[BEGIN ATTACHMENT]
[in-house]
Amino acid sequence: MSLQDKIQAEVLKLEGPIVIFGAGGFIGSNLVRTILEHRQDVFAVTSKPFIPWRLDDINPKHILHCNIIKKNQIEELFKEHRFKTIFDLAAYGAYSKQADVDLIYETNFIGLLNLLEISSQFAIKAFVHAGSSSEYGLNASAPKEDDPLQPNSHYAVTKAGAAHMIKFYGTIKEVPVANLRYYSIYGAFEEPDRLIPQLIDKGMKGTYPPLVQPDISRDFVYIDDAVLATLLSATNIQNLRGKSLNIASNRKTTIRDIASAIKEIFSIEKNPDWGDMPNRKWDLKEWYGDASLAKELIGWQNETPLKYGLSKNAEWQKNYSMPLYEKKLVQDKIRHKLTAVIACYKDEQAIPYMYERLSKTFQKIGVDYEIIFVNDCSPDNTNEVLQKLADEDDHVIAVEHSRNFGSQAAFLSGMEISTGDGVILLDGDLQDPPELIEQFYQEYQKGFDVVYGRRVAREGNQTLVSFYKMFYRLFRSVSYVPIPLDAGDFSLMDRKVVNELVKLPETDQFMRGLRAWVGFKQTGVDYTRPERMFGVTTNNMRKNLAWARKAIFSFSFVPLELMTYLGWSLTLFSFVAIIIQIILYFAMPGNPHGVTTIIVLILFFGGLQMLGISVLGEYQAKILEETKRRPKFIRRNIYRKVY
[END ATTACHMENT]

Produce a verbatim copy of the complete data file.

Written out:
[in-house]
Amino acid sequence: MSLQDKIQAEVLKLEGPIVIFGAGGFIGSNLVRTILEHRQDVFAVTSKPFIPWRLDDINPKHILHCNIIKKNQIEELFKEHRFKTIFDLAAYGAYSKQADVDLIYETNFIGLLNLLEISSQFAIKAFVHAGSSSEYGLNASAPKEDDPLQPNSHYAVTKAGAAHMIKFYGTIKEVPVANLRYYSIYGAFEEPDRLIPQLIDKGMKGTYPPLVQPDISRDFVYIDDAVLATLLSATNIQNLRGKSLNIASNRKTTIRDIASAIKEIFSIEKNPDWGDMPNRKWDLKEWYGDASLAKELIGWQNETPLKYGLSKNAEWQKNYSMPLYEKKLVQDKIRHKLTAVIACYKDEQAIPYMYERLSKTFQKIGVDYEIIFVNDCSPDNTNEVLQKLADEDDHVIAVEHSRNFGSQAAFLSGMEISTGDGVILLDGDLQDPPELIEQFYQEYQKGFDVVYGRRVAREGNQTLVSFYKMFYRLFRSVSYVPIPLDAGDFSLMDRKVVNELVKLPETDQFMRGLRAWVGFKQTGVDYTRPERMFGVTTNNMRKNLAWARKAIFSFSFVPLELMTYLGWSLTLFSFVAIIIQIILYFAMPGNPHGVTTIIVLILFFGGLQMLGISVLGEYQAKILEETKRRPKFIRRNIYRKVY